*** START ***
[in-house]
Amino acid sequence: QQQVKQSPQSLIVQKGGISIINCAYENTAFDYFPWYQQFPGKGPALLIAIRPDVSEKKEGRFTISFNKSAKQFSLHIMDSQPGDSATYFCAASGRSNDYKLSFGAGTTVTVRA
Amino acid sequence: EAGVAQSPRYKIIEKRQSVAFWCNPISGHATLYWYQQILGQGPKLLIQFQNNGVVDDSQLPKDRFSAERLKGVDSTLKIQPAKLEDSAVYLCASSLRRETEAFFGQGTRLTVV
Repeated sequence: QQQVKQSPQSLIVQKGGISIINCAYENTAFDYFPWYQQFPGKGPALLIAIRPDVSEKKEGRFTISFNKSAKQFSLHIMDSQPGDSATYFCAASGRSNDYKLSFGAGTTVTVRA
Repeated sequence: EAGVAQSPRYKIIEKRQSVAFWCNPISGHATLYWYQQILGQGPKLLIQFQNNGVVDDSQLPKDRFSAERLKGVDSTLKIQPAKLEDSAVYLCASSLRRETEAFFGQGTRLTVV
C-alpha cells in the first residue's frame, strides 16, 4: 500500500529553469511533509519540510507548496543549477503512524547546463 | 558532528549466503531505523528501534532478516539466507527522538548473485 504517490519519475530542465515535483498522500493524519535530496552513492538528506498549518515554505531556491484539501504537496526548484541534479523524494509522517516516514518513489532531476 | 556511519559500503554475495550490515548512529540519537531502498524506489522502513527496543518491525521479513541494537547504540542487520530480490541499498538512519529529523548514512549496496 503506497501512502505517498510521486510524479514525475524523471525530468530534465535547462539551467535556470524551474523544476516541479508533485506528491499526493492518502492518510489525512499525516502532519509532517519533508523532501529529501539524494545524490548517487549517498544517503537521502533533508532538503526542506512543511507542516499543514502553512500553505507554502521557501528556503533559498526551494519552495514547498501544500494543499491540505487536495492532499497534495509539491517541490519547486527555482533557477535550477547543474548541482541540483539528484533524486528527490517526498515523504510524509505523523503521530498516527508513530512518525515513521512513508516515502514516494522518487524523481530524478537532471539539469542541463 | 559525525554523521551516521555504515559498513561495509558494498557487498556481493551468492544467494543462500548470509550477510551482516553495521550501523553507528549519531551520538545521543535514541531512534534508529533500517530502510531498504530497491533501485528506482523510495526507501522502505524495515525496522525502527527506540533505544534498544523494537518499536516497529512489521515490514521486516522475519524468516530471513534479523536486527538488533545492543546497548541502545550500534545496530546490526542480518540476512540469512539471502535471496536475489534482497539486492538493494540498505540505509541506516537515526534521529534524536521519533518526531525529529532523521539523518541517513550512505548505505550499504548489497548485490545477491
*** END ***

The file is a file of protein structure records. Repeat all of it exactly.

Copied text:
[in-house]
Amino acid sequence: QQQVKQSPQSLIVQKGGISIINCAYENTAFDYFPWYQQFPGKGPALLIAIRPDVSEKKEGRFTISFNKSAKQFSLHIMDSQPGDSATYFCAASGRSNDYKLSFGAGTTVTVRA
Amino acid sequence: EAGVAQSPRYKIIEKRQSVAFWCNPISGHATLYWYQQILGQGPKLLIQFQNNGVVDDSQLPKDRFSAERLKGVDSTLKIQPAKLEDSAVYLCASSLRRETEAFFGQGTRLTVV
Repeated sequence: QQQVKQSPQSLIVQKGGISIINCAYENTAFDYFPWYQQFPGKGPALLIAIRPDVSEKKEGRFTISFNKSAKQFSLHIMDSQPGDSATYFCAASGRSNDYKLSFGAGTTVTVRA
Repeated sequence: EAGVAQSPRYKIIEKRQSVAFWCNPISGHATLYWYQQILGQGPKLLIQFQNNGVVDDSQLPKDRFSAERLKGVDSTLKIQPAKLEDSAVYLCASSLRRETEAFFGQGTRLTVV
C-alpha cells in the first residue's frame, strides 16, 4: 500500500529553469511533509519540510507548496543549477503512524547546463 | 558532528549466503531505523528501534532478516539466507527522538548473485 504517490519519475530542465515535483498522500493524519535530496552513492538528506498549518515554505531556491484539501504537496526548484541534479523524494509522517516516514518513489532531476 | 556511519559500503554475495550490515548512529540519537531502498524506489522502513527496543518491525521479513541494537547504540542487520530480490541499498538512519529529523548514512549496496 503506497501512502505517498510521486510524479514525475524523471525530468530534465535547462539551467535556470524551474523544476516541479508533485506528491499526493492518502492518510489525512499525516502532519509532517519533508523532501529529501539524494545524490548517487549517498544517503537521502533533508532538503526542506512543511507542516499543514502553512500553505507554502521557501528556503533559498526551494519552495514547498501544500494543499491540505487536495492532499497534495509539491517541490519547486527555482533557477535550477547543474548541482541540483539528484533524486528527490517526498515523504510524509505523523503521530498516527508513530512518525515513521512513508516515502514516494522518487524523481530524478537532471539539469542541463 | 559525525554523521551516521555504515559498513561495509558494498557487498556481493551468492544467494543462500548470509550477510551482516553495521550501523553507528549519531551520538545521543535514541531512534534508529533500517530502510531498504530497491533501485528506482523510495526507501522502505524495515525496522525502527527506540533505544534498544523494537518499536516497529512489521515490514521486516522475519524468516530471513534479523536486527538488533545492543546497548541502545550500534545496530546490526542480518540476512540469512539471502535471496536475489534482497539486492538493494540498505540505509541506516537515526534521529534524536521519533518526531525529529532523521539523518541517513550512505548505505550499504548489497548485490545477491